Tuesday, February 7, 2012

Moneyball (2011) - February Filmathon Film #6

On the Menu: MONEYBALL (2011)

Ingredients: Brad Pitt, Jonah Hill, Philip Seymour Hoffman, Robin Wright, Chris Pratt, Reed Diamond and Brent Jennings. Directed by Bennett Miller. Run time: 133 minutes. Rated: PG-13.

At First Bite: Well, after watching a mediocre sports film, I had to go with one I knew would be much better. I love movies about baseball: THE NATURAL, SANDLOT, BULL DURHAM, THE BAD NEWS BEARS, FIELD OF DREAMS, EIGHT MEN OUT, MAJOR LEAGUE, FOR LOVE OF THE GAME, SOUL OF THE GAME and A LEAGUE OF THEIR OWN.

Growing up, I played baseball for 10 years. I didn't hit for power, but I got on base, hustled on every play and had a better-than-average glove. I was a Moneyball guy. I'm still that kind of player when rec league softball comes around each year.

MONEYBALL is the story of how Billy Beane (Pitt) tried to re-invent the game of baseball in 2002 with a salary of just around $40 million, which was almost 3 times less than the New York Yankees.

Tough to Swallow: The film begins at the end of the 2001 season. Billy and Pete (Hill) pick Jeremy Giambi and Chad Bradford as two of the guys to sign for the 2002 season. In reality, both players were already on the roster (since 2000).

Standings, as of May 23, 2002, are shown on screen. The A's record is 20-26. However, the next home game they lose in the film is to the Baltimore Orioles (when Billy confronts a dancing Giambi). In fact, the May 23rd game was the last time the A's played the O's at home that season.

In the film, Carlos Peña is traded before the 20-game winning streak. Yet, during footage of the 14th win he's shown running in from 1st base to celebrate.

Game Five of the 2002 ALDS was a day game, not a night game.

Although the film shows Tim Hudson a couple of times, there's no mention of the Big 3 as a factor in the team's success. Hudson went 15-9 with a 2.98 ERA. Mark Mulder went 19-7 with a 3.47 ERA, and Barry Zito went 23-5 with a 2.75 ERA.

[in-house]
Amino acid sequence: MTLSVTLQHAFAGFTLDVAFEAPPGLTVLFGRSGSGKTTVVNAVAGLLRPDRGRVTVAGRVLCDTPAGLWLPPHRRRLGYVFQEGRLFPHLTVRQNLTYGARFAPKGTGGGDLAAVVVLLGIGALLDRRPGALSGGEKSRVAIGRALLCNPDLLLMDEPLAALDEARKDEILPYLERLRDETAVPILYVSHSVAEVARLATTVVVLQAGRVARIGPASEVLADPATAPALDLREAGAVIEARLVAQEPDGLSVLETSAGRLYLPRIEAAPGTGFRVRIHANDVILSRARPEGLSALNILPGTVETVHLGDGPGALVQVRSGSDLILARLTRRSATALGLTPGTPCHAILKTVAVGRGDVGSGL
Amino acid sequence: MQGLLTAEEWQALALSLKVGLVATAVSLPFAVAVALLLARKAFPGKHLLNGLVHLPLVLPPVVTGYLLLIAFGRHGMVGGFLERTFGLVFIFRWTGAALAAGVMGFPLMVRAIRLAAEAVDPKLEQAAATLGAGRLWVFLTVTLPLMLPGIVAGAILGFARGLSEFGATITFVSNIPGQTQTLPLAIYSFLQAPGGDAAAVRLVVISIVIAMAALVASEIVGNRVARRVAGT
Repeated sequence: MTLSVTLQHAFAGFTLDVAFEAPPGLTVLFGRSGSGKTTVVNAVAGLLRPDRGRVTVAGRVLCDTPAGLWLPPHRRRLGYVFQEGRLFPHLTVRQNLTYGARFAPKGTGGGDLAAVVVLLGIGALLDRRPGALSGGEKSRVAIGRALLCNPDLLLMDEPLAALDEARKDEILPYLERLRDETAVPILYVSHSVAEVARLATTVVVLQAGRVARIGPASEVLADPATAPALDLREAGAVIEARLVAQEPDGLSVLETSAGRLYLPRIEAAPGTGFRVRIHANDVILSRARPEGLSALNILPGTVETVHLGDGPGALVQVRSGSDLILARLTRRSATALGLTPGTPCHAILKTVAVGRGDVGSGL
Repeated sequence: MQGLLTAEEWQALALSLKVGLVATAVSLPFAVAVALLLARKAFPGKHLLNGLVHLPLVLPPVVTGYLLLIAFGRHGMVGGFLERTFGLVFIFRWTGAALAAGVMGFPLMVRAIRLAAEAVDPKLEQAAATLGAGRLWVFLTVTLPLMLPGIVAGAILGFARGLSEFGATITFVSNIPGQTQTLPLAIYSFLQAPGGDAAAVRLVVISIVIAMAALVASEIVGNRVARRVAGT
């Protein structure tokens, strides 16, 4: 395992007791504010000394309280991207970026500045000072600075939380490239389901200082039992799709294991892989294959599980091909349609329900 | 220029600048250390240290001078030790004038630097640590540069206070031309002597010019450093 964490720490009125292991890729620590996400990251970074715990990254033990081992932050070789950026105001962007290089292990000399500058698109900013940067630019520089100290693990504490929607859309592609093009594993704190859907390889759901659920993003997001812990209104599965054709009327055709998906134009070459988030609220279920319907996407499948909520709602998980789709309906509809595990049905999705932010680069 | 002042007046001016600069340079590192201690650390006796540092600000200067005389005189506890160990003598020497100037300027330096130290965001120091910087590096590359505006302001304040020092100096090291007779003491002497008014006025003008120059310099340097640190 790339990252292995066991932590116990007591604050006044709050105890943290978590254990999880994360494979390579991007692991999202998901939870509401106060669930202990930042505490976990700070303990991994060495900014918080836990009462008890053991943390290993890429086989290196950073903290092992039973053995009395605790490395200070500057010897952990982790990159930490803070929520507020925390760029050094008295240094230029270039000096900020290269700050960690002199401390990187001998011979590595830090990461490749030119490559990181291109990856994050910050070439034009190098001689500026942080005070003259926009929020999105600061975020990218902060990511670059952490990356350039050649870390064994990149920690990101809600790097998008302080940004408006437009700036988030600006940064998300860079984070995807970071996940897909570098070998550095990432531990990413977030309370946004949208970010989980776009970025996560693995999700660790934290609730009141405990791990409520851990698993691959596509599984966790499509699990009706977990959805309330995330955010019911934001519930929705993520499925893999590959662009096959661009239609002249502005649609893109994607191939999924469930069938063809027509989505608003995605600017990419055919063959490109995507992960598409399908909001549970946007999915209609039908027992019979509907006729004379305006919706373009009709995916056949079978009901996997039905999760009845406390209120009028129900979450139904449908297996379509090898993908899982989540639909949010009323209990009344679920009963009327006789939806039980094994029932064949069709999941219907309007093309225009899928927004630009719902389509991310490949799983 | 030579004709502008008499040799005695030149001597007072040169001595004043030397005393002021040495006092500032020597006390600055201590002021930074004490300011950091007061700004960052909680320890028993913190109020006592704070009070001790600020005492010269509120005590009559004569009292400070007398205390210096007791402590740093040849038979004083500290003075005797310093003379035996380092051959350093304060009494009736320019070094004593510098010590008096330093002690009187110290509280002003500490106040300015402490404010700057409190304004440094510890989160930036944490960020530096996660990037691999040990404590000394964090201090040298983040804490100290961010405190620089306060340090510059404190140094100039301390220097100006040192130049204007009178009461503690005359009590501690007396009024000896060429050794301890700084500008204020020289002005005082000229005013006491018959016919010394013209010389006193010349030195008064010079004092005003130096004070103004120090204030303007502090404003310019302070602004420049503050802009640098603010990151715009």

I'm not sure anyone would believe Kerris Dorsey is the daughter of Brad Pitt and Robin Wright.

The scenes of the young Billy Beane have him playing against the Los Angeles Dodgers in 1985 as a New York Met. Beane played 8 games as a Met that year, none against the Dodgers. In fact, Beane never faced the Dodgers in his career.

The Boston Red Sox 2004 and 2007 championship banners are visible when Billy goes to Fenway Park about a job offer (at the conclusion of the 2002 season).

Something to Chew On: The project began in 2009 with Steven Soderbergh at the helm. Pitt and Demetri Martin were the leads, and numerous former players/coaches were set to play themselves.

This is Miller's second feature film. He previously directed CAPOTE in 2005.

The character of Peter Brand is based on Paul DePodesta.

Spike Jonze appears uncredited as Alán, Billy's ex-wife's new husband.

Beane had remarried, but scenes shot with the new wife were cut.

Former major leaguer Royce Clayton plays Miguel Tejada.

Former major leaguer Chad Kreuter plays A's pitching coach Rick Peterson.

Stephen Bishop, who plays David Justice, is a former Atlanta Braves minor leaguer. His nickname was Young Justice.

Derrin Ebert, who plays Mike Magnante, was a reliever for the Braves in 1999.

Glenn Morshower (Aaron Pierce on "24"), mostly known for his roles as military personnel, law enforcement officers and government agents, plays A's scout Ron Hopkins.

Pitt is also credited as a producer.

The film received 6 Oscar nominations: Film Editing, Sound Mixing, Adapted Screenplay, Best Actor, Best Supporting Actor and Best Picture.

Aftertaste: It's a baseball movie, but it's more about the business of the game than the game itself. The movie focuses on Beane and Brand and their new approach to finding players, Moneyball. Makes sense. When you have the second-lowest payroll in Major League Baseball, how do fill the gaps made by losing three of your best players? Sabermetrics. Google it.

That's not all the movie is about though. Otherwise, it's a 133-minute long movie about how certain stats are more important when it comes to evaluating players. The movie is also about the man, Billy Beane, and his struggles. I think Pitt's performance is what will appeal to non-sports fans. He shows the frustration and pain on his face even when he seems like he might have it all together. And, Hill was great is his first serious role.

I wouldn't be surprised if Aaron Sorkin doesn't take home the screenplay Oscar again this year. He had help from Steven Zaillian this time though.

It's a compelling drama with some baseball tossed in for good measure.

Maybe not a homerun, since, even with the help of MLB, the filmmakers got their facts wrong in some instances.

Perhaps, a stand-up triple.


No comments:

Post a Comment